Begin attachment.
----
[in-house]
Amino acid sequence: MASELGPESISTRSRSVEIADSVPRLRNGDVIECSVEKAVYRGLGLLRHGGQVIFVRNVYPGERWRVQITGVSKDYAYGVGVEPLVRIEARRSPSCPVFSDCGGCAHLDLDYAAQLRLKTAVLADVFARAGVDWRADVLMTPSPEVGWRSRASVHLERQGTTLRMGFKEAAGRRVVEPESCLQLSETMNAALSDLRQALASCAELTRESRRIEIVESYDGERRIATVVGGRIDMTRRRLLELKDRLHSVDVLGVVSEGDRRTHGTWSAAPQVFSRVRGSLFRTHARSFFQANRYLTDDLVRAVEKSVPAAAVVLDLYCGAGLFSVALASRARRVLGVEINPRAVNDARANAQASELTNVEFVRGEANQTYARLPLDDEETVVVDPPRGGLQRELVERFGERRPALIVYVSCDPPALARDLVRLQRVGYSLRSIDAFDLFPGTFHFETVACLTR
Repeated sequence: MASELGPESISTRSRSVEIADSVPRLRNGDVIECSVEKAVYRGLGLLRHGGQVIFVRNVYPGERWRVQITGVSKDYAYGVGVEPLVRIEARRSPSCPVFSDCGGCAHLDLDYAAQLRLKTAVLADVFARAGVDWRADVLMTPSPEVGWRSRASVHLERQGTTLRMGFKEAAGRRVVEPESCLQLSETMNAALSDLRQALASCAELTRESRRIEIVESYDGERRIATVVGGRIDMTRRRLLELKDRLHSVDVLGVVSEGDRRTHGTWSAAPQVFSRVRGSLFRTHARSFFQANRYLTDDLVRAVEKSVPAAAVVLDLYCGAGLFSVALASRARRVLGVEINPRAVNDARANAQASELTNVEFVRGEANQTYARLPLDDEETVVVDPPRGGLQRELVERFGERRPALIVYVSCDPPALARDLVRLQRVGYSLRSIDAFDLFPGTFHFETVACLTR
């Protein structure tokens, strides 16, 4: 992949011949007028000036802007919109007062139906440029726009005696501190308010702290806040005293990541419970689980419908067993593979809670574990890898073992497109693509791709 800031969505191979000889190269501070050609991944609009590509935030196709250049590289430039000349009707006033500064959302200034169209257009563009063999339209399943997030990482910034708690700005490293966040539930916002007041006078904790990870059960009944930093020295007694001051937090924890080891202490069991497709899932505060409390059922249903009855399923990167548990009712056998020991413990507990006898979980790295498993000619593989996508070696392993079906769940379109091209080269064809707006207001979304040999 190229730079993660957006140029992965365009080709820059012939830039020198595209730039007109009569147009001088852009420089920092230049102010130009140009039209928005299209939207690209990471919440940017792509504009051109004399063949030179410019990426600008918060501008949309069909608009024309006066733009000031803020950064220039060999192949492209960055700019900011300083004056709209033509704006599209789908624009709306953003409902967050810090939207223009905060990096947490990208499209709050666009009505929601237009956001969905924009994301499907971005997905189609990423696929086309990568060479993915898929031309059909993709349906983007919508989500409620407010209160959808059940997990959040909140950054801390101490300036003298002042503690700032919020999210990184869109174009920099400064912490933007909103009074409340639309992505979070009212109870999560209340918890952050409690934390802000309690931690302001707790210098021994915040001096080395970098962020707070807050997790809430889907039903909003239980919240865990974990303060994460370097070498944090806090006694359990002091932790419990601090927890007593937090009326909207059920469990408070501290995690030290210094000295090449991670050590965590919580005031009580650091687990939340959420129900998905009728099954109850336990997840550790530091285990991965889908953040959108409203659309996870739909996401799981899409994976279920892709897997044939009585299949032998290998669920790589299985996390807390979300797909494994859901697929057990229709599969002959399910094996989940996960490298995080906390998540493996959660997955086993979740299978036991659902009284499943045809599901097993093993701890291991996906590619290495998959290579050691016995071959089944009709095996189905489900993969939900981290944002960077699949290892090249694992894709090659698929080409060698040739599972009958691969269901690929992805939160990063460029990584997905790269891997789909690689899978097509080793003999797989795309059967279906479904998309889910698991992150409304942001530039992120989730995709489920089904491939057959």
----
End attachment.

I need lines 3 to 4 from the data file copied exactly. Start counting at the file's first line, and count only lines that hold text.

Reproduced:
Repeated sequence: MASELGPESISTRSRSVEIADSVPRLRNGDVIECSVEKAVYRGLGLLRHGGQVIFVRNVYPGERWRVQITGVSKDYAYGVGVEPLVRIEARRSPSCPVFSDCGGCAHLDLDYAAQLRLKTAVLADVFARAGVDWRADVLMTPSPEVGWRSRASVHLERQGTTLRMGFKEAAGRRVVEPESCLQLSETMNAALSDLRQALASCAELTRESRRIEIVESYDGERRIATVVGGRIDMTRRRLLELKDRLHSVDVLGVVSEGDRRTHGTWSAAPQVFSRVRGSLFRTHARSFFQANRYLTDDLVRAVEKSVPAAAVVLDLYCGAGLFSVALASRARRVLGVEINPRAVNDARANAQASELTNVEFVRGEANQTYARLPLDDEETVVVDPPRGGLQRELVERFGERRPALIVYVSCDPPALARDLVRLQRVGYSLRSIDAFDLFPGTFHFETVACLTR
């Protein structure tokens, strides 16, 4: 992949011949007028000036802007919109007062139906440029726009005696501190308010702290806040005293990541419970689980419908067993593979809670574990890898073992497109693509791709 800031969505191979000889190269501070050609991944609009590509935030196709250049590289430039000349009707006033500064959302200034169209257009563009063999339209399943997030990482910034708690700005490293966040539930916002007041006078904790990870059960009944930093020295007694001051937090924890080891202490069991497709899932505060409390059922249903009855399923990167548990009712056998020991413990507990006898979980790295498993000619593989996508070696392993079906769940379109091209080269064809707006207001979304040999 190229730079993660957006140029992965365009080709820059012939830039020198595209730039007109009569147009001088852009420089920092230049102010130009140009039209928005299209939207690209990471919440940017792509504009051109004399063949030179410019990426600008918060501008949309069909608009024309006066733009000031803020950064220039060999192949492209960055700019900011300083004056709209033509704006599209789908624009709306953003409902967050810090939207223009905060990096947490990208499209709050666009009505929601237009956001969905924009994301499907971005997905189609990423696929086309990568060479993915898929031309059909993709349906983007919508989500409620407010209160959808059940997990959040909140950054801390101490300036003298002042503690700032919020999210990184869109174009920099400064912490933007909103009074409340639309992505979070009212109870999560209340918890952050409690934390802000309690931690302001707790210098021994915040001096080395970098962020707070807050997790809430889907039903909003239980919240865990974990303060994460370097070498944090806090006694359990002091932790419990601090927890007593937090009326909207059920469990408070501290995690030290210094000295090449991670050590965590919580005031009580650091687990939340959420129900998905009728099954109850336990997840550790530091285990991965889908953040959108409203659309996870739909996401799981899409994976279920892709897997044939009585299949032998290998669920790589299985996390807390979300797909494994859901697929057990229709599969002959399910094996989940996960490298995080906390998540493996959660997955086993979740299978036991659902009284499943045809599901097993093993701890291991996906590619290495998959290579050691016995071959089944009709095996189905489900993969939900981290944002960077699949290892090249694992894709090659698929080409060698040739599972009958691969269901690929992805939160990063460029990584997905790269891997789909690689899978097509080793003999797989795309059967279906479904998309889910698991992150409304942001530039992120989730995709489920089904491939057959």